Most people when they become Manager or Boss, they change, they are transformed. Some change for better and some change for worse. Power brings out the best in some and the worst in some. It is an interesting process to observe – good becoming bad or bad becoming good. Sometimes it is fun, sometimes it is very painful.
When a person is promoted, s/he feels that s/he is managing the show – mind you, the WHOLE of it! The concept of Management differs from person to person; it also changes according to work culture. Some manage resources, some mange people, some manage work, some manage their own position at the cost of others, and some manage just the Boss - both in positive and not so positive sense!
It is not that only the Boss manages the subordinates, the process is also the other way round. I once observed a very interesting phenomenon of how people manage their Boss.
This boss, let us call him ‘A’ was a very authoritative person, I am sure, he still is. (Did not I say that for some people power brings out the worst?). He was a sort of ‘know all’ person. Generally the typically famous institutes have expertise in producing such ‘know all’, though, in fact he wasn’t from a typically famous institute. He was intelligent no doubt but always showed it off.
People need to survive, so they are forced to follow moods and wishes of the boss. The best policy to adopt is to become a ‘Yes Wo/Man’. People have no other option, because of many reasons beyond their control. We the Indians are really tolerant and we are taught to ignore people to some extent. When it crosses limit, people leave places. That is why the saying: “People do not leave the Institute/Organization, they leave their Boss”.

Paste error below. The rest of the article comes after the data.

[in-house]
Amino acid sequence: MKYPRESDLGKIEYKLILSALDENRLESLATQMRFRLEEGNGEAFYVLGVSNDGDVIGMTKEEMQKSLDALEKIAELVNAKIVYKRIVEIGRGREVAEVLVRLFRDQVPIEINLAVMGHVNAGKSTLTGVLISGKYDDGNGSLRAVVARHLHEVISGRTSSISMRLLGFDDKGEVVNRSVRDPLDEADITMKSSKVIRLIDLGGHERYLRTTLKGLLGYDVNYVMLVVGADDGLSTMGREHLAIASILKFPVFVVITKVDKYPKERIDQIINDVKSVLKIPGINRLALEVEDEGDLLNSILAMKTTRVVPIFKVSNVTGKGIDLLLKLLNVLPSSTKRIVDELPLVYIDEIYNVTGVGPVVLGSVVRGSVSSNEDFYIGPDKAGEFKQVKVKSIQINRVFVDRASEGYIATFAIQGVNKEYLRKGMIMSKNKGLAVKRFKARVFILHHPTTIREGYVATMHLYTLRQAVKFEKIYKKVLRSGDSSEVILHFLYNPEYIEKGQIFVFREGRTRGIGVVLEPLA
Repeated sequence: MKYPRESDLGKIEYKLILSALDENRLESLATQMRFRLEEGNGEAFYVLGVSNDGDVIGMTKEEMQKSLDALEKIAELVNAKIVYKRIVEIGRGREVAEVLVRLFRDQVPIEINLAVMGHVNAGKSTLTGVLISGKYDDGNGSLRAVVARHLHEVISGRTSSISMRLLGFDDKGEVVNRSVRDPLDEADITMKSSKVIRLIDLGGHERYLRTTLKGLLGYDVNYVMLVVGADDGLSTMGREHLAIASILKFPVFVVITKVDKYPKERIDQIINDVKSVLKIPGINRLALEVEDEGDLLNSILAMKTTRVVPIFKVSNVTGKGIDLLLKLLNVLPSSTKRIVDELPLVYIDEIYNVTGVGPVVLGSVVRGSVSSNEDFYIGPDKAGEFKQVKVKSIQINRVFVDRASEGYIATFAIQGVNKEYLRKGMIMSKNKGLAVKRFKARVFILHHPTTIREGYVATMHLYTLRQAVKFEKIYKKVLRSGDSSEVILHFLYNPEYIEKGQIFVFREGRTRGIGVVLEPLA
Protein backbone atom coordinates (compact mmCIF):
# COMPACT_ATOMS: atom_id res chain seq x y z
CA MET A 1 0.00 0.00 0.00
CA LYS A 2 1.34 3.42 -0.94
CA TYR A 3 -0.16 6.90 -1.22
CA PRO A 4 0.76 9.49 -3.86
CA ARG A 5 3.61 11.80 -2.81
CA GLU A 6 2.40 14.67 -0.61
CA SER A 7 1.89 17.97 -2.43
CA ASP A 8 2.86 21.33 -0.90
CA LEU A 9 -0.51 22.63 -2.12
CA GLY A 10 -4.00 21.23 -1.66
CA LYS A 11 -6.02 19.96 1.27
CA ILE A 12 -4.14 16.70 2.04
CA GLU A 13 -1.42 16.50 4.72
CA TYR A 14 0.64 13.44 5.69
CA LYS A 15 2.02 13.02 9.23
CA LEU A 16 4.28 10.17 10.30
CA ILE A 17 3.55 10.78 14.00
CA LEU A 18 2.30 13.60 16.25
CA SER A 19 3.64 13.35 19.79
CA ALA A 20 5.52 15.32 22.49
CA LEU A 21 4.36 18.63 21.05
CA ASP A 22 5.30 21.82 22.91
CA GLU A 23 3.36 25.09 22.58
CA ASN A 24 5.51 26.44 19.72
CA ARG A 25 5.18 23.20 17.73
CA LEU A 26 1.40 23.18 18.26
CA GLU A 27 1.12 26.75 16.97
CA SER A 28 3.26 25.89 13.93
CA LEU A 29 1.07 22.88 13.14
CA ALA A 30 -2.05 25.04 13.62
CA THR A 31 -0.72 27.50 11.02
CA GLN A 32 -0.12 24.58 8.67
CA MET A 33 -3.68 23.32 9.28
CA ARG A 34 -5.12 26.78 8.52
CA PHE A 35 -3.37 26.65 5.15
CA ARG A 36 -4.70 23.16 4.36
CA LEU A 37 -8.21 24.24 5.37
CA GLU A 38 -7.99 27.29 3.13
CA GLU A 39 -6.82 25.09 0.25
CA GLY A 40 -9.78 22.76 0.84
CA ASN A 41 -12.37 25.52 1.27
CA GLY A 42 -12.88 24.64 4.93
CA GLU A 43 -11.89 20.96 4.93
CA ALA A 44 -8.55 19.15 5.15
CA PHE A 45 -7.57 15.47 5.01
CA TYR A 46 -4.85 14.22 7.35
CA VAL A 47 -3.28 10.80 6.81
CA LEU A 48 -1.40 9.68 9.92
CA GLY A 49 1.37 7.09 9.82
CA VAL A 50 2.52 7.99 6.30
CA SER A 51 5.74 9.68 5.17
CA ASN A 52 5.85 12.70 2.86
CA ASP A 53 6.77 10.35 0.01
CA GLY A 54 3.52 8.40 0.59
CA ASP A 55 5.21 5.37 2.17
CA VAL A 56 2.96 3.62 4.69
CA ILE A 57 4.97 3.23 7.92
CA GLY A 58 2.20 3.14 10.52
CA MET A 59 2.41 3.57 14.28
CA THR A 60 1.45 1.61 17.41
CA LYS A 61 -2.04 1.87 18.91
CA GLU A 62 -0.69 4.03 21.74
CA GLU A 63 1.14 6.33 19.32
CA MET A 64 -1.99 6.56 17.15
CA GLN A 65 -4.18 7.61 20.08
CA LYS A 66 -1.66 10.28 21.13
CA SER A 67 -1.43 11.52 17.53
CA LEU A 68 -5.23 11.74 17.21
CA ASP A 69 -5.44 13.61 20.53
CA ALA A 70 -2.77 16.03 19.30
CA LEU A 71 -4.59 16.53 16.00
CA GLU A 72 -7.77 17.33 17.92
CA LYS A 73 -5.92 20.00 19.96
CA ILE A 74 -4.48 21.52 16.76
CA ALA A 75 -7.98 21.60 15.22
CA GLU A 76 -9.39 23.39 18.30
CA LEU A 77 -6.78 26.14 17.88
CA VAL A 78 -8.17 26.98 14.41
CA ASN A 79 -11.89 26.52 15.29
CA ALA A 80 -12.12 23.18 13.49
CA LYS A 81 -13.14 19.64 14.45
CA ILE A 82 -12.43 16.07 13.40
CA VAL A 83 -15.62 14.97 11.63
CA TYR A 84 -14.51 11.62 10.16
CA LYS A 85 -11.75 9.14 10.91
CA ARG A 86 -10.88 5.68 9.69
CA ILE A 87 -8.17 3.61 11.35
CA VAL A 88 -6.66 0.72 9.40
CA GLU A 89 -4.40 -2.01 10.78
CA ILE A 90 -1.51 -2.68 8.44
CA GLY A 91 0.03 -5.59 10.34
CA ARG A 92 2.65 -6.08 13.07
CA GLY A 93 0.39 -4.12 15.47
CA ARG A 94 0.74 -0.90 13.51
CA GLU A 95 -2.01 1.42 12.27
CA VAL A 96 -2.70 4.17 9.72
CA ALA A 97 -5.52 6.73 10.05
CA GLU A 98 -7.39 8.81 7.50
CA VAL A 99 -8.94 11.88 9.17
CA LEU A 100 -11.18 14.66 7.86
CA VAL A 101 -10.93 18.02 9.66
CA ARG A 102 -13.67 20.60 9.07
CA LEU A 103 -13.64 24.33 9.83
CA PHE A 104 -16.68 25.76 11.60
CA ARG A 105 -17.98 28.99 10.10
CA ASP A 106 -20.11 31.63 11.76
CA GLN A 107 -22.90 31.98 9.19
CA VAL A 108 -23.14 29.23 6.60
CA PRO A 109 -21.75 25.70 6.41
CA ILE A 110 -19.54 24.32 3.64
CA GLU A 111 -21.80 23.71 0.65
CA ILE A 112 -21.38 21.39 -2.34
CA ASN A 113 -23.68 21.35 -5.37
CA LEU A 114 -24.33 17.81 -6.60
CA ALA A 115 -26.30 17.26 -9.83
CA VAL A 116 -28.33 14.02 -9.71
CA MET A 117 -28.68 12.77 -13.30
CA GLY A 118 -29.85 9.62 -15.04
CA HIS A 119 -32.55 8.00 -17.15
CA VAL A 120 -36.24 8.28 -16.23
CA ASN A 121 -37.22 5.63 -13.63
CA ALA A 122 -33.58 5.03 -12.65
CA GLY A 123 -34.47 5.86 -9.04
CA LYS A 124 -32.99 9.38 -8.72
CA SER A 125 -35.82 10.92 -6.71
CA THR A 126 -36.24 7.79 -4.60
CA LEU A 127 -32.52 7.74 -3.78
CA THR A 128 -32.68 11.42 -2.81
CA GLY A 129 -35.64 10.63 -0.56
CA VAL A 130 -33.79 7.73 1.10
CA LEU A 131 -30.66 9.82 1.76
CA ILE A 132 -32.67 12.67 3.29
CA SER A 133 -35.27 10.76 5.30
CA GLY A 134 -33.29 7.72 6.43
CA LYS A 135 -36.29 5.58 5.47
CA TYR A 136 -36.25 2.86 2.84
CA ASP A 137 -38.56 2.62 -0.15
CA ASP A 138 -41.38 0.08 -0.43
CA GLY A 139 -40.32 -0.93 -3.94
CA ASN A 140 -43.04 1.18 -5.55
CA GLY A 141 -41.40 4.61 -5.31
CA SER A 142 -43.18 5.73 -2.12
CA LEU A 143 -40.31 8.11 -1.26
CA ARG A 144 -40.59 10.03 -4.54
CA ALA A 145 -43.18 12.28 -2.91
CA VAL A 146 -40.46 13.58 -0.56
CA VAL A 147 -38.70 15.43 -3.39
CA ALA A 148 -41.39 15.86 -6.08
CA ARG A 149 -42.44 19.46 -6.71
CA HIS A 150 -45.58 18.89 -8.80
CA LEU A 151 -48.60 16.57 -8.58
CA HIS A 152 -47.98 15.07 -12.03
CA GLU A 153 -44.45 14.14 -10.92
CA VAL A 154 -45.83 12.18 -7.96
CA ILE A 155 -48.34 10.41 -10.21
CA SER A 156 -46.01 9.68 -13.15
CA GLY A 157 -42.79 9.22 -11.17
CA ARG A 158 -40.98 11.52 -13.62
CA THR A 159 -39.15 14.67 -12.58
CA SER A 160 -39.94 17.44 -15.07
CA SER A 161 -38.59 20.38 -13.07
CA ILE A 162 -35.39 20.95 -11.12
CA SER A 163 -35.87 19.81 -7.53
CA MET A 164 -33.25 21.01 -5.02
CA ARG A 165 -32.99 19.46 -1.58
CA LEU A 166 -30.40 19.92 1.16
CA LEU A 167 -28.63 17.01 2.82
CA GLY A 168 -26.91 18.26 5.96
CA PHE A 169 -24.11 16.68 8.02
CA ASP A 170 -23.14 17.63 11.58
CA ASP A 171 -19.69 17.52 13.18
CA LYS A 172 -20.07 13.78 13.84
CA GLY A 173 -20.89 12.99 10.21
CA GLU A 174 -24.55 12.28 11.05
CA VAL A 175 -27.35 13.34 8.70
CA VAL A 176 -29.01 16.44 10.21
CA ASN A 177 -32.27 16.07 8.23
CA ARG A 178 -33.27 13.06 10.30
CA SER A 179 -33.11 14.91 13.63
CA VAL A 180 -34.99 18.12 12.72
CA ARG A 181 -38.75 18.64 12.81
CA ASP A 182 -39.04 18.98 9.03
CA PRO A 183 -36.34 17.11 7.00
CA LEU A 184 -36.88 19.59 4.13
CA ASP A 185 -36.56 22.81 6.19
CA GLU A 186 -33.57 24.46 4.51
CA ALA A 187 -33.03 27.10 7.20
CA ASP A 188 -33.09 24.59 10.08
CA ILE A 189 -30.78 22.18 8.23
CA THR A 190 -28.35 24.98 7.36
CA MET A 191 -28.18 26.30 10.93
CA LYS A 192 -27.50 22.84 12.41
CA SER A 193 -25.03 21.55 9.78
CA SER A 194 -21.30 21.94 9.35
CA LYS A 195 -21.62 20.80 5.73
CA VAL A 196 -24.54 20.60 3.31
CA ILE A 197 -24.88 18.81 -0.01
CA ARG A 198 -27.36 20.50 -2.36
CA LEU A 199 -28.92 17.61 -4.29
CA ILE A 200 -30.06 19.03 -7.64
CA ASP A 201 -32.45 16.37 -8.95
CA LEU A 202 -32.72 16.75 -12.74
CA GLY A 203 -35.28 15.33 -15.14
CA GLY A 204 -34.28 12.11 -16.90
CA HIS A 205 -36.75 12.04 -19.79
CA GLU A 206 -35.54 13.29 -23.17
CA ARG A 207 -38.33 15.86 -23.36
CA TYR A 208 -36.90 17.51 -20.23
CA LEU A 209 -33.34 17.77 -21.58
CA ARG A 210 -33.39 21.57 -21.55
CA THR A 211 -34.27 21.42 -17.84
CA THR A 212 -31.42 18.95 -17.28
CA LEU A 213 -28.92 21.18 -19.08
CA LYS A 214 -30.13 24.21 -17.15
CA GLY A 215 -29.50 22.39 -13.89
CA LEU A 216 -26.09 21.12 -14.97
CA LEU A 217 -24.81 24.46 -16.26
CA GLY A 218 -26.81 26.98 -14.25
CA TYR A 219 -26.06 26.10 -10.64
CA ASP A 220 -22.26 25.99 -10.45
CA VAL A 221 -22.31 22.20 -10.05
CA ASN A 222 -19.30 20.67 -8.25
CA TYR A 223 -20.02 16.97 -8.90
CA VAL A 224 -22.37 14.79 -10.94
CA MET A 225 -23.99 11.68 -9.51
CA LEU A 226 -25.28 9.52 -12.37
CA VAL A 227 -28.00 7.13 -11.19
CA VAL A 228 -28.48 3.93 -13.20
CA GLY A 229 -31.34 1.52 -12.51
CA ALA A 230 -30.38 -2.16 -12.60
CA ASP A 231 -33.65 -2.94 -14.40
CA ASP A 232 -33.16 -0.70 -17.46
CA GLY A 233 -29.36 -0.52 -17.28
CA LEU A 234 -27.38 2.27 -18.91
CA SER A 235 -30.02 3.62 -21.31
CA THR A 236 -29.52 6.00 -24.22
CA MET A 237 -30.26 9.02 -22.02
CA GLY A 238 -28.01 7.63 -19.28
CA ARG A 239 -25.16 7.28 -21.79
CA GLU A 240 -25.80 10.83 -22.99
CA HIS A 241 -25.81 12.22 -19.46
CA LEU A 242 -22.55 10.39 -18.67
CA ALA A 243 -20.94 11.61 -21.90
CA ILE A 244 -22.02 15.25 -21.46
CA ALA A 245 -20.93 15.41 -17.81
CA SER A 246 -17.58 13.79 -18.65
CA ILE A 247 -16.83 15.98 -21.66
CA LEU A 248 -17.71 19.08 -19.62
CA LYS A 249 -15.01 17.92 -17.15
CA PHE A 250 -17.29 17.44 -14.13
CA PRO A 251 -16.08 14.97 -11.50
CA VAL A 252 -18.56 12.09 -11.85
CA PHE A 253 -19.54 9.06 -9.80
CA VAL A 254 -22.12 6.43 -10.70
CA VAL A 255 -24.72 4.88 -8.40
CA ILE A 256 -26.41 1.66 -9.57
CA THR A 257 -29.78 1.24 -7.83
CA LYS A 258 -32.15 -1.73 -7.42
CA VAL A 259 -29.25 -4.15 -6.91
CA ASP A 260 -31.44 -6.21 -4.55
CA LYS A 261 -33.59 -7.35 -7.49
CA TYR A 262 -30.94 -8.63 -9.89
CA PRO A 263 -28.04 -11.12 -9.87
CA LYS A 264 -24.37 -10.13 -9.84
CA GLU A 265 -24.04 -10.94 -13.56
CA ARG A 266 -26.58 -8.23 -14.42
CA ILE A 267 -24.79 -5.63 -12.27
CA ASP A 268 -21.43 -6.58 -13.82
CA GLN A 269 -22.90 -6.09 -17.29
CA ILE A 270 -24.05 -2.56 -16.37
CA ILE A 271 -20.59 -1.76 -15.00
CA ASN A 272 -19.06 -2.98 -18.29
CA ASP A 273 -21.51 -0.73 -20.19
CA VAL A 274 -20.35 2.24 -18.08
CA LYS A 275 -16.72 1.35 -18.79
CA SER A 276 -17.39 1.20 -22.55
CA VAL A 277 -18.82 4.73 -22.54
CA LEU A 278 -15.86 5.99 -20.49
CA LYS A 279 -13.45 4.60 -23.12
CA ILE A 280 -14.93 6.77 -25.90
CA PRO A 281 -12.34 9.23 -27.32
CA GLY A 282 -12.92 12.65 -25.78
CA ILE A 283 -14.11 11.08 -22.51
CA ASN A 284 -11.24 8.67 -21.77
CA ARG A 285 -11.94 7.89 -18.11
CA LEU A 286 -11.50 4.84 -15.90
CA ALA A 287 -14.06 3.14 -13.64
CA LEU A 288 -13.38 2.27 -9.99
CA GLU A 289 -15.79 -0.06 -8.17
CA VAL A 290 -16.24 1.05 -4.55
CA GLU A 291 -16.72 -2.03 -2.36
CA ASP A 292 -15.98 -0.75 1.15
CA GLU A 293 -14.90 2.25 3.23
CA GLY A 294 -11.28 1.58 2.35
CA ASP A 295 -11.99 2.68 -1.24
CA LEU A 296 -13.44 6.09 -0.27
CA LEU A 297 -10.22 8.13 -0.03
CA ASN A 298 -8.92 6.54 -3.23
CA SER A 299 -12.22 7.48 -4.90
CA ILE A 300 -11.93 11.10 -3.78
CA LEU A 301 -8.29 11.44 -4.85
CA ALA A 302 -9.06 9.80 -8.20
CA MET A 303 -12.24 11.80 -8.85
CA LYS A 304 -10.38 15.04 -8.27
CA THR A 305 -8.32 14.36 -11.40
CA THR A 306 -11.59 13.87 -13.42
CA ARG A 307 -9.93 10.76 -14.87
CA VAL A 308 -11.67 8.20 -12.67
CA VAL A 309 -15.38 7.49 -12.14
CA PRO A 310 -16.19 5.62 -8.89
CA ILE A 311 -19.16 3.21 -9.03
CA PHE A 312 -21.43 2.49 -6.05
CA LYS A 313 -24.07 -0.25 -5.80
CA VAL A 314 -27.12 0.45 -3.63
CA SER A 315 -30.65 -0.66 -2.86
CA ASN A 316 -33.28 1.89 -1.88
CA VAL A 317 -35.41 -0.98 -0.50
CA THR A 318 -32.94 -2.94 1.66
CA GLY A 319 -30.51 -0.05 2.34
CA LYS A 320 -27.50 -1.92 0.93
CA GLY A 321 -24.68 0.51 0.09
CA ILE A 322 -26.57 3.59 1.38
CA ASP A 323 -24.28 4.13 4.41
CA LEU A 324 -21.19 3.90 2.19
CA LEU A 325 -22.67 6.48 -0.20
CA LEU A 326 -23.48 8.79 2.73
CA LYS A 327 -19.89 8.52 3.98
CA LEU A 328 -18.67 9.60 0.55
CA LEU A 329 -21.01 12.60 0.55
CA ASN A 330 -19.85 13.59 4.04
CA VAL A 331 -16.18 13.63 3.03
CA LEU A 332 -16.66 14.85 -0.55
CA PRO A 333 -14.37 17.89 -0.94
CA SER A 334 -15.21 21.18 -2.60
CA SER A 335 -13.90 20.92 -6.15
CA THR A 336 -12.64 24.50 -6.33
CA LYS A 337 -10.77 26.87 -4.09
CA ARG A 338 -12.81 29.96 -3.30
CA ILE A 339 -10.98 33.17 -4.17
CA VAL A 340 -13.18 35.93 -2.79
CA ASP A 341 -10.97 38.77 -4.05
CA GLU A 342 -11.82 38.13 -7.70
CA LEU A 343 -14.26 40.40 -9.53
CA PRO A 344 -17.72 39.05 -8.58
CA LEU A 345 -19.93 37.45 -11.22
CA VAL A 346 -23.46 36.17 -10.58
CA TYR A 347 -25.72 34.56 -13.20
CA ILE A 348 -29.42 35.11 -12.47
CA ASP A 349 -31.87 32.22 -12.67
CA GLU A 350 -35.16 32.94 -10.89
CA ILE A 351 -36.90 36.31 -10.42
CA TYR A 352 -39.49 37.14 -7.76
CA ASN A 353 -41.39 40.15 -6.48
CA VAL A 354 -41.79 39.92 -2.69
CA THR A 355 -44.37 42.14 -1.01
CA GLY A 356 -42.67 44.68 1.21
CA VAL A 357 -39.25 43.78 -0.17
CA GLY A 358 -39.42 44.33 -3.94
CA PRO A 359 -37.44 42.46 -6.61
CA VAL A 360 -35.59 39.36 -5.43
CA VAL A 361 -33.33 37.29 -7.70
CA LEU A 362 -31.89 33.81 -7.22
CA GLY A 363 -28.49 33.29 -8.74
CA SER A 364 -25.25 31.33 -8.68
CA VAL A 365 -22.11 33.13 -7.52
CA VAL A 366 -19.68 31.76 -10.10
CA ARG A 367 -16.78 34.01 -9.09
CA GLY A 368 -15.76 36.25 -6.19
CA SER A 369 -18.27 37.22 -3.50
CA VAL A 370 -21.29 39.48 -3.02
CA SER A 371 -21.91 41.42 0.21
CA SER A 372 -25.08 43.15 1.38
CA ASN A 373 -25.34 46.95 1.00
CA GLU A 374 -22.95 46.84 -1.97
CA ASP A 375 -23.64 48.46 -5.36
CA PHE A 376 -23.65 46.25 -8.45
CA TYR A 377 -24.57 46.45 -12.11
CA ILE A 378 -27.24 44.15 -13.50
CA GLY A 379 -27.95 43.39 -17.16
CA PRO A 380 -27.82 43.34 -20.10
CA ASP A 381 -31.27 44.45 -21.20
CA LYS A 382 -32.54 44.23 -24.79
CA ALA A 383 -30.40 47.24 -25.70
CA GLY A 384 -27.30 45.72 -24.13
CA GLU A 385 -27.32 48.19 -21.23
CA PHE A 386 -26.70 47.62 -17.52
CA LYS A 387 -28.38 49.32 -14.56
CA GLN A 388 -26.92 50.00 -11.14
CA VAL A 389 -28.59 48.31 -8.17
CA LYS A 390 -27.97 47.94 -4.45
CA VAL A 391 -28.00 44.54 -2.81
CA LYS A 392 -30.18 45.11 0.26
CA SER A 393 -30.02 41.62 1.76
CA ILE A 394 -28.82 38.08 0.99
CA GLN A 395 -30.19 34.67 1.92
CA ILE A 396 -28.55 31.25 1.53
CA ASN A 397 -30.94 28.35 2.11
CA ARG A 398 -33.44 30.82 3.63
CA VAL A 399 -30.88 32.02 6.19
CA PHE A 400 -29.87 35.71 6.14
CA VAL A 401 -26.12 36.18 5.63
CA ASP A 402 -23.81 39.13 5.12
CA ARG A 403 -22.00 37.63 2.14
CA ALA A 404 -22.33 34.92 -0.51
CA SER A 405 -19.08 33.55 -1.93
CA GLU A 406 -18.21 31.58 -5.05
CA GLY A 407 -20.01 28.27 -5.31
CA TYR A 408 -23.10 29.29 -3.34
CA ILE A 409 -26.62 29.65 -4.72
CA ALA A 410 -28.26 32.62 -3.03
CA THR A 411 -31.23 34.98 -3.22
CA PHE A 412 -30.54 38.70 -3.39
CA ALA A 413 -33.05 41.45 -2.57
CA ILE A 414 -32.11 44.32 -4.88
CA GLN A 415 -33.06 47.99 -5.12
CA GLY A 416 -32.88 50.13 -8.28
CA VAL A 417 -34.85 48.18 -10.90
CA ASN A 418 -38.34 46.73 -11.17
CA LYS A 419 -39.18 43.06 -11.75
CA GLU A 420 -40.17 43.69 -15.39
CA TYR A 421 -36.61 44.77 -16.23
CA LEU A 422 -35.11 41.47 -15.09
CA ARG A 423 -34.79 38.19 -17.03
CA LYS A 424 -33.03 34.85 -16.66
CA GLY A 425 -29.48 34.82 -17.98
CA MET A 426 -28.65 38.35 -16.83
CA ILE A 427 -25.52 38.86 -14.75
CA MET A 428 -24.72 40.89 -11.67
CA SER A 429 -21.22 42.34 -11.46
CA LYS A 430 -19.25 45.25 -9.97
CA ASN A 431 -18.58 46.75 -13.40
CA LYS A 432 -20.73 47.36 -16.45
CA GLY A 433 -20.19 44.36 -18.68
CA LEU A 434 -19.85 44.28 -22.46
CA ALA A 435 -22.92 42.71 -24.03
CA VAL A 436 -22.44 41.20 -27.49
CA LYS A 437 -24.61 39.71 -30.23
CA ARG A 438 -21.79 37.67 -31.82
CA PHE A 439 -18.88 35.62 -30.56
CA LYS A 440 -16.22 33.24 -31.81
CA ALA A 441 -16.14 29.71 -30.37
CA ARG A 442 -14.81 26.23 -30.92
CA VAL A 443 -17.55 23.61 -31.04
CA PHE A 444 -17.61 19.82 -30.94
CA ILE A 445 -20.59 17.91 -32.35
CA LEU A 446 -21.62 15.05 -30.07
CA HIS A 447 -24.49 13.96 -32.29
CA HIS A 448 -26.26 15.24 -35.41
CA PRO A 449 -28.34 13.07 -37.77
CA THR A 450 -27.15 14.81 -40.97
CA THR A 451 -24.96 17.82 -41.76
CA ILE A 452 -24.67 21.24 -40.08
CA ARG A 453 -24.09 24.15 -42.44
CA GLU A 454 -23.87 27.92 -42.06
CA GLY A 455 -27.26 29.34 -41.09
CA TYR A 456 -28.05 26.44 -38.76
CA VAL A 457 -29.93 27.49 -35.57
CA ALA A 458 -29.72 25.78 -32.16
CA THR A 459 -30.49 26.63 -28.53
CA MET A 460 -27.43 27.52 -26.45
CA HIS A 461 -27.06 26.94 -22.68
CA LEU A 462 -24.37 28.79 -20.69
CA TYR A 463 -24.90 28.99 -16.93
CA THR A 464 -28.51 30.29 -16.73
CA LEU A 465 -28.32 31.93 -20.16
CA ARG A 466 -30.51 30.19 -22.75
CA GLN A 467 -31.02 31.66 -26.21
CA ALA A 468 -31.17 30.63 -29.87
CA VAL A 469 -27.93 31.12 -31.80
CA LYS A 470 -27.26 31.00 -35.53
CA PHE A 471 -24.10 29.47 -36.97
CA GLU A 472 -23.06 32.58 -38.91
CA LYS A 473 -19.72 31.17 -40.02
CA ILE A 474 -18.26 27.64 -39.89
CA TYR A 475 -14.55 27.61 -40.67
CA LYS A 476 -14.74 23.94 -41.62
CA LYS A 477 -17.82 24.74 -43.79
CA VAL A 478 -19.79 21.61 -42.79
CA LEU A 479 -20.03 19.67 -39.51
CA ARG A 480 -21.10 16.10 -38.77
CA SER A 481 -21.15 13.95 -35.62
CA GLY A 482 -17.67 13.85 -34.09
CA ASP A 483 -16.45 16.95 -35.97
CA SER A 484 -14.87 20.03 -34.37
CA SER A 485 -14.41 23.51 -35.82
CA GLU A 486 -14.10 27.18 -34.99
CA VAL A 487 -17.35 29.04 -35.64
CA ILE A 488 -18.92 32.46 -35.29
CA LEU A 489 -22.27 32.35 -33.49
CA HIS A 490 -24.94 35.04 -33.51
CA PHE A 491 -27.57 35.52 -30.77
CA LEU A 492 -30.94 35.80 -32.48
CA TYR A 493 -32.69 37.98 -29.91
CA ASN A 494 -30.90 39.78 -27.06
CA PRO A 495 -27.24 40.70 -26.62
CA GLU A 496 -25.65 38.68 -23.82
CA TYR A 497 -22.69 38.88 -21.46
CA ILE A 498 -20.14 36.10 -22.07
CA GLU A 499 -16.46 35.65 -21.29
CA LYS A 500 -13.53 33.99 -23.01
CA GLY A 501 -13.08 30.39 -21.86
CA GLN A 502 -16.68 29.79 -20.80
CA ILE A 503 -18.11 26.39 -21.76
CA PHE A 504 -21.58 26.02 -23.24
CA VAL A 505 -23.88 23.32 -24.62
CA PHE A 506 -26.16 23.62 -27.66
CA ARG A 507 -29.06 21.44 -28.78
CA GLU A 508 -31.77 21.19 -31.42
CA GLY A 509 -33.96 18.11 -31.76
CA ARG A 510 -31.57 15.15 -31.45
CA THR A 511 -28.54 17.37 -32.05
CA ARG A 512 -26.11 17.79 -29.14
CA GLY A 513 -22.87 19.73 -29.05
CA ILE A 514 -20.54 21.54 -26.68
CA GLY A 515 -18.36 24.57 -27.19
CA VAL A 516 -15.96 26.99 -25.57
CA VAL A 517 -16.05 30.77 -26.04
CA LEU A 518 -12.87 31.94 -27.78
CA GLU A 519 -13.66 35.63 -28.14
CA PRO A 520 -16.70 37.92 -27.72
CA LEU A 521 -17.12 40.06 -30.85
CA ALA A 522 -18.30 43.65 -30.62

Anyway, here was a small group (just 10) of middle aged people (all men), all normal human beings. They had to constantly listen to A (their boss) – his boasting, his arrogance was irritating, but the subordinates somehow managed to survive his onslaught.
Once the subordinates had some demands, nothing personal but all related to work. Something like say filing cabinets and a change in canteen menu (just examples. I cannot share the real demands as I need to protect the identity of those involved in the incidence.) . ‘A’ declared, “Noting doing”.
Fortunately or unfortunately, A’s Boss was present during the discussion. He must have just attended a seminar on ‘Participatory Decision Making’ or something of that sort; he insisted that “Let the subordinates decide what they want. Let them make a priority list, and then we can decide based on the available resource.” Both A and B left the group to finalize the demands.
I was observing the group of subordinates closely. Some of them were my friends, and I had no stake in their demands, so they were freely discussing the agenda in front of me. In fact they wanted me to listen to them and help them. In a disciplined manner, they started creating a ‘wish list’. I was stunned with some of their demands, as everybody knew those would be never accepted by their management. Some of the ‘wishes’ were indeed irrelevant and childish. Even an outsider like me realized that those were not going to be fulfilled.
If something is happening in front of me, I cannot keep myself aloof from that. I voluntarily intervened and reminded them about the futility of putting such demands to the management – for example, (again a fake example) an additional cup of tea during the day or an additional weekly half day off the work.